- Ukraine produced 21.4 million mt of crude steel in 2021. Some 80% of its steel output is exported.
- It exported 44.4 million mt of iron ore products in 2021 and imported 9.85 million mt of metallurgical coal and coke products. It raised 3.9 million mt of steel scrap, of which 616,000 mt was exported.
-- European gas prices fell heavily over New Year but rose mid-January, in part as fears of a Russia-Ukraine conflict refused to abate.
- Benchmark European gas contract TTF DA surged to a record Eur182.77/MWh Dec. 21 before falling to Eur61.28/MWh at the end of the year. By Jan. 14 the contract was back up to Eur84.38/MWh, Platts data showed.
- Any conflict impacting gas supplies into Europe would have knock-on impacts on power and carbon prices. EU Allowance prices hit all-time highs of over Eur90/mt in December but have since eased to trade in a range of Eur77/mt to Eur89/mt in January.
- Ukraine FOB Black Sea corn export prices export prices hit a seven-year high of $301/mt in May 2021, supported by strong global demand and Russian plans to impose export duties on grains. Prices then dipped to $254/mt in September but have risen steadily since, to be assessed at $278/mt as of Jan. 13.
- Prices for Russia's Urals crude, which ships via Ukraine, have increased since mid-December on the back of increasing geopolitical risk, as well as more positive crude demand forecasts. Platts assessed Urals crude at $83.48/b on Jan. 13, up from $68.35/b on Dec. 2.
-- Russia could close off Ukrainian ports due to its control of Crimea and Black Sea chokepoints.
- The Kerch Strait connects the Black Sea and the Sea of Azov and is used both ways, to supply soft commodities, ship steel/pig iron and other raw materials from Mariupol.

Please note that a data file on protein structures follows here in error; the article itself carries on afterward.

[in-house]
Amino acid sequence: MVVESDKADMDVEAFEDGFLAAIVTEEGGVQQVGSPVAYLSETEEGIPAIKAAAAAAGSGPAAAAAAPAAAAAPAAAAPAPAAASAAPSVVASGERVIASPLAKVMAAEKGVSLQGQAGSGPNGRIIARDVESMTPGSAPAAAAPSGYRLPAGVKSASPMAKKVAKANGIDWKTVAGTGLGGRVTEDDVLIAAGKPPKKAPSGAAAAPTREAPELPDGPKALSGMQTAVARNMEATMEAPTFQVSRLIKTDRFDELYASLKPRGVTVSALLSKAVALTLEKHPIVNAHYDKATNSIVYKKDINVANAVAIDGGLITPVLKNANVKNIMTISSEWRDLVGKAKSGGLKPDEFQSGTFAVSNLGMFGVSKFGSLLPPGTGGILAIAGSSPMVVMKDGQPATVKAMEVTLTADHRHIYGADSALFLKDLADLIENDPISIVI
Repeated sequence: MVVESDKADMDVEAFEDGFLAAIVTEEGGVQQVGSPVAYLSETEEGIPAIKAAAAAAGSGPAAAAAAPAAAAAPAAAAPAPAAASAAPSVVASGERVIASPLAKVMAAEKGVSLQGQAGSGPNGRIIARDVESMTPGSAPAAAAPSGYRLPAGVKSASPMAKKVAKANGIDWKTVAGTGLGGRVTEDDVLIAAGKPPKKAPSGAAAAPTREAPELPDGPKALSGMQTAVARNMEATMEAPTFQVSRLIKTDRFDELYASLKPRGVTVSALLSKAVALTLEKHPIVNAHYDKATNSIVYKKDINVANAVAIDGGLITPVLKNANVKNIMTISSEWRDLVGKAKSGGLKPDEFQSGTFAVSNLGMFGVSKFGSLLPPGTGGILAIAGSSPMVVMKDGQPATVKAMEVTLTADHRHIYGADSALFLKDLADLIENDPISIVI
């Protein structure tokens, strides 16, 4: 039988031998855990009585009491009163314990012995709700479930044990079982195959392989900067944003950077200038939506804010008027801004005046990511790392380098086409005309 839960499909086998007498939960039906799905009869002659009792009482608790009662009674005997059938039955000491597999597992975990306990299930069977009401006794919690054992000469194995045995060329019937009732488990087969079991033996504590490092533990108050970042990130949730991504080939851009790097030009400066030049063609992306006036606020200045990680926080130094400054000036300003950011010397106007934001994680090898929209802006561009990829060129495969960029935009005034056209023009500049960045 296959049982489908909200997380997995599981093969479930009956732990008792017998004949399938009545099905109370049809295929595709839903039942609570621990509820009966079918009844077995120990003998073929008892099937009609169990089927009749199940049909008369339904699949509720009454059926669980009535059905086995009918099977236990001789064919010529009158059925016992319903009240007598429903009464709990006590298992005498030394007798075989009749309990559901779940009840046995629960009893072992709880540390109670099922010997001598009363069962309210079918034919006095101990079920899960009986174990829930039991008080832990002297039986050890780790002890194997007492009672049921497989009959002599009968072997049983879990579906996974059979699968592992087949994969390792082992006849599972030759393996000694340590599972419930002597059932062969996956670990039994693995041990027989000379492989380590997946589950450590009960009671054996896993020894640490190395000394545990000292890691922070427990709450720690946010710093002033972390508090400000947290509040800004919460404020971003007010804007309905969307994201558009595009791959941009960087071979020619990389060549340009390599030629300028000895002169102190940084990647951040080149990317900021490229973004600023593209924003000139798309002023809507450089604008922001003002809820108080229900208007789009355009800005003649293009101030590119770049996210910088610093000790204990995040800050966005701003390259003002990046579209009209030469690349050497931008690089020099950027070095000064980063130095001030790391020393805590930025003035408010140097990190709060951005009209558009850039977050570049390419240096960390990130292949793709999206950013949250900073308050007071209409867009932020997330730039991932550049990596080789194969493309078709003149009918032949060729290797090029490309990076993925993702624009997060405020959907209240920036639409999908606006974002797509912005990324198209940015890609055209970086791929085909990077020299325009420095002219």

- Russia's Azov and Rostov ports serve as both transshipment ports to load deep water vessels at the Russian port of Kavkaz and as loading points to make small parcel shipments of wheat, barley and corn to destinations in the east Mediterranean.
- Exports of both corn and wheat take place through a number of Ukrainian sea ports, including the southwestern Panamax-capable ports of Odessa, Pivdennyi and Chornomorsk, all of which are well away from the front line. However, they are all within easy reach of Crimea, which is currently under Russian occupation.
- Mariupol, Ukraine's main port in the Sea of Azov, is vital for pig iron and steel export from Ukraine and imports of steelmaking raw materials, particularly coking coal. In recent years, steel shipments from Mariupol have represented about a quarter of Ukraine's total exports in value terms.
- Any limitation of vessels through the Kerch Strait would likely affect supply routes used by Metinvest, Ukraine mining and steel group, and other bulk shipping on the route.
- Ukraine ships Russian oil to Slovakia, Hungary and the Czech Republic via the southern leg of the key 25 million mt/year Druzhba pipeline.
- The US Senate voted down a Nord Stream 2 sanction bill Jan. 13, which would have overridden Biden administration waivers agreed with Germany.